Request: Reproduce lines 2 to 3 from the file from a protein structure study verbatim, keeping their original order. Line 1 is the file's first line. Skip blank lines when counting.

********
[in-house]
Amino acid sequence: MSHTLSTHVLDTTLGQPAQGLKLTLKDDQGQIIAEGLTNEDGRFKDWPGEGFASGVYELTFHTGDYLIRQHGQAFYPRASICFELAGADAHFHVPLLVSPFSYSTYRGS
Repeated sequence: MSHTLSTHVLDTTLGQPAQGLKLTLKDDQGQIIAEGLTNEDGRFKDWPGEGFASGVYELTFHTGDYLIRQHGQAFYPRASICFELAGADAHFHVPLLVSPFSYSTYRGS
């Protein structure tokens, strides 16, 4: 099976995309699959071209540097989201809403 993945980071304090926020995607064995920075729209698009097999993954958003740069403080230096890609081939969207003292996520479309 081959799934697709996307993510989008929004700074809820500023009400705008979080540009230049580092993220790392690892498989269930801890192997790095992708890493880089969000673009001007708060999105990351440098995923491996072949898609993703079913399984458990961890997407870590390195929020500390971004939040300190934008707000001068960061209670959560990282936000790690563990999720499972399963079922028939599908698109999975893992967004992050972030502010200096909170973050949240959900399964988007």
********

Amino acid sequence: MSHTLSTHVLDTTLGQPAQGLKLTLKDDQGQIIAEGLTNEDGRFKDWPGEGFASGVYELTFHTGDYLIRQHGQAFYPRASICFELAGADAHFHVPLLVSPFSYSTYRGS
Repeated sequence: MSHTLSTHVLDTTLGQPAQGLKLTLKDDQGQIIAEGLTNEDGRFKDWPGEGFASGVYELTFHTGDYLIRQHGQAFYPRASICFELAGADAHFHVPLLVSPFSYSTYRGS